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WHAT STICKS IN THE MIND
I couldn’t even remember at first which poem it came from — it was the image that stuck.
It’s hard to know how or why this happens, but happen it does. A fragment of a poem lodges in the mind, illogically and irreversibly. I woke thinking about one of these again: the small creature with “shining eyes between the leaves” in the grass or under the hedge, the life that goes on despite us and beside us.
It was W H Davies who planted this image. It haunts me, especially when stuck in traffic, intent on some human imperative or other – the vision of a small creature nearby in the grass leading a separate life altogether.
Last June, when visiting New York and waiting on the train to go into the city, I glimpsed a chipmunk (I had never ever seen one before) busily about its business at the side of the train track. He was so easily missed, and yet there, as alive and urgent as we were, only a few yards away. W H Davies put him there for me, I reckon.
And about eight years ago, I was with my friend Stewart Eglin, outside the Adam Smith Theatre in Kirkcaldy, on a bench in the sun, when I had a similar experience. We had spent an hour in the café inside but they had thrown us out. It was their closing time and we weren’t done chatting. So we sat outside in the sun, and as we talked, I noticed a mouse. (We were beside a public thoroughfare, a main road and traffic lights). The mouse popped up its head from a grating just opposite us and looked from side to side, slowly and carefully. Its ears were as fine and clear as a cartoon mouse, the sun highlighting their translucence. I could practically see its whiskers. Then it popped down again, into the dark. It was sheer chance that I noticed it at all. Chance and W H Davies.
All those lives going on just beside ours. All the things we don’t see.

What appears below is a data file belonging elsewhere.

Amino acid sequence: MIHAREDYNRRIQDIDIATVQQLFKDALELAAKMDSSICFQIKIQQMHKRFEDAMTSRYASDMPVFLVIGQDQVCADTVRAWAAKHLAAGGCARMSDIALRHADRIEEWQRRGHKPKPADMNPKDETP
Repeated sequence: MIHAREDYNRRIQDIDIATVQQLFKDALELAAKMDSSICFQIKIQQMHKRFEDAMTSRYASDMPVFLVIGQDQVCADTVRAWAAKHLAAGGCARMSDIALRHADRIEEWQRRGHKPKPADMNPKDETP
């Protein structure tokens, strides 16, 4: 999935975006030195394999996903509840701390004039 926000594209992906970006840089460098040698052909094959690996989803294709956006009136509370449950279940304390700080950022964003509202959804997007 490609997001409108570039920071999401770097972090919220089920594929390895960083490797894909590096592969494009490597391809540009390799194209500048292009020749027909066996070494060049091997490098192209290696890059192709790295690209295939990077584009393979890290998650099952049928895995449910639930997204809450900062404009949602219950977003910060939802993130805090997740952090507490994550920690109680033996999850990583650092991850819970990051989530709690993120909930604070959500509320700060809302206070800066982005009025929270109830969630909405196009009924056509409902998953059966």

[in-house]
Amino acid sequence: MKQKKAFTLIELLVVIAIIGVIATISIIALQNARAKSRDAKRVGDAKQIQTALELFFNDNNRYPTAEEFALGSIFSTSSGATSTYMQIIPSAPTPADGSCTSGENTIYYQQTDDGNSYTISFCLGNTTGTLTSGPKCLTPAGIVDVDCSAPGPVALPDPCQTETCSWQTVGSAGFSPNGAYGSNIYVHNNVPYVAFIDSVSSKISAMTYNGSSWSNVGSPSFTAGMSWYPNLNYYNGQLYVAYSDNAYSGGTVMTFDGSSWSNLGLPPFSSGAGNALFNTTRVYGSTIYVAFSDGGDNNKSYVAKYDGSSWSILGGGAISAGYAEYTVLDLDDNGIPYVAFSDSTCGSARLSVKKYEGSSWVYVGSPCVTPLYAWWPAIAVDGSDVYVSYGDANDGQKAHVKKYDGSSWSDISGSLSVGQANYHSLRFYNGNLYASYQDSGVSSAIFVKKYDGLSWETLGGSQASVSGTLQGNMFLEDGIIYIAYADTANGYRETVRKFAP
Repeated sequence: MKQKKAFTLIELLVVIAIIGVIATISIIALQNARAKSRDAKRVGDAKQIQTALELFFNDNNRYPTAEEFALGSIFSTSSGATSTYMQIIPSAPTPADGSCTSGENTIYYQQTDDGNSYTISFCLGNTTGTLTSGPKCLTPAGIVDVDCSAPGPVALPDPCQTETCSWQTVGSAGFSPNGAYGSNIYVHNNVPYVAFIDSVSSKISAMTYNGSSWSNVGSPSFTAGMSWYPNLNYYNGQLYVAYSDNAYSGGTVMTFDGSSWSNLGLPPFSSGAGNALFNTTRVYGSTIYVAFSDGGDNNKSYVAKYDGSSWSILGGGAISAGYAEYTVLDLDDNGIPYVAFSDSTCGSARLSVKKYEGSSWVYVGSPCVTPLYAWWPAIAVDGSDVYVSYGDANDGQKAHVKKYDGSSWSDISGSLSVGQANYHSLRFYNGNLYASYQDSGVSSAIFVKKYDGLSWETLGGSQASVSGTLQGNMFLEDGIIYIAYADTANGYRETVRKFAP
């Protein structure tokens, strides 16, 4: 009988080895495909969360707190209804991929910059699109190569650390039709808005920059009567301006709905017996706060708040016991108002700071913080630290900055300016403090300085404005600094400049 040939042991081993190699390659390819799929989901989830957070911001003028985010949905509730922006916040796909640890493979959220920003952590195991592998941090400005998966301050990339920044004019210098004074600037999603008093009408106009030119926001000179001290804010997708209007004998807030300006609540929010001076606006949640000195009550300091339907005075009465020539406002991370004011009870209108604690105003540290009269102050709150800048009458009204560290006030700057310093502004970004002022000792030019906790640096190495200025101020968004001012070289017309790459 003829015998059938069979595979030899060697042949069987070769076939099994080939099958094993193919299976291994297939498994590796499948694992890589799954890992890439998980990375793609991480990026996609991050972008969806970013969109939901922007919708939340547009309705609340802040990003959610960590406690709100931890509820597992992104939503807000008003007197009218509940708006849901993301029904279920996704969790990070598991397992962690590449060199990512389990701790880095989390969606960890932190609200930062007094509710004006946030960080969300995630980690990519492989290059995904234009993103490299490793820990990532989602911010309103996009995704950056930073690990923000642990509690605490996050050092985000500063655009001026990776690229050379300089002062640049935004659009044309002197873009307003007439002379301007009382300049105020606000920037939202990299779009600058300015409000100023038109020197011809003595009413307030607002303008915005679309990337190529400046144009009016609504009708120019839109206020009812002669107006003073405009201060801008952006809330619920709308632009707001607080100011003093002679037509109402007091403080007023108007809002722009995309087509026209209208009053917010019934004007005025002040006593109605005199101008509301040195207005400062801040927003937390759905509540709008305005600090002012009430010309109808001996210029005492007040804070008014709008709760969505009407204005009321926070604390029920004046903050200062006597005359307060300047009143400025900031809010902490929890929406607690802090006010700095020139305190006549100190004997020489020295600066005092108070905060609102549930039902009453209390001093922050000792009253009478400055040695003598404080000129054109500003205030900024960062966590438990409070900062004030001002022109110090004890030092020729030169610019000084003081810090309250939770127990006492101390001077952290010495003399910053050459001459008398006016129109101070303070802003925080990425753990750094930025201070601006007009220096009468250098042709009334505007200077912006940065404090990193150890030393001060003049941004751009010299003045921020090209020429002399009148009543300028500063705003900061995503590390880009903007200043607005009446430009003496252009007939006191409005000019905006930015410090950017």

W H Davies was probably best known during his life time for The Autobiography of a Super-Tramp, though he wanted his reputation to rest, above all, on his poetry, and for me, it does. When he needed inspiration he went walking, tramping through the countryside and over the hills, like his friend Edward Thomas.
Davies had many casual relationships with women, paying for sex on a regular basis, before he finally married (late but irrevocably). As a child, he had been brought up by his grandmother, in a strict Baptist faith, with many “shalt nots”. The theatre was regarded as sinful and the famous actor, Henry Irving (later knighted for his theatrical achievements) was known as the man who brought disgrace on the family.
But Davies was a rebel. He could never have settled for an ordinary life and even the story of how he became a poet is an extraordinary one (too long to tell here).
I tracked down the Davies poem that planted an image in my mind. It wasn’t at all the one I was expecting.
It was ‘A Fleeting Passion’, first published nearly a century ago in The Bird of Paradise. Here Davies recalls one of his sexual assignations. Oddly I had remembered nothing of the sex, the passion (fleeting or otherwise), or even the contrast between the man and the woman (to the woman’s grave disadvantage). It was the small creature in the grass at the edge of the road that had remained vivid and haunting. It will stay with me for life.
‘A Fleeting Passion’ is a strange poem, I think, as many of Davies’ poems are – despite his reputation for being a predictable Georgian. I’ll leave you with it.
A Fleeting Passion
(first published in The Bird of Paradise and Other Poems, 1914)
Thou shalt not laugh, thou shalt not romp,
...Let’s grimly kiss with bated breath;
As quietly and solemnly
...As Life when it is kissing Death.
Now in the silence of the grave,
...My hand is squeezing that soft breast;
While thou dost in such passion lie,
...It mocks me with its look of rest.
But when the morning comes at last,
...And we must part, our passions cold,
You’ll think of some new feather, scarf
...To buy with my small piece of gold;
And I’ll be dreaming of green lanes,
...Where little things with beating hearts
Hold shining eyes between the leaves,
...Till men with horses pass, and carts.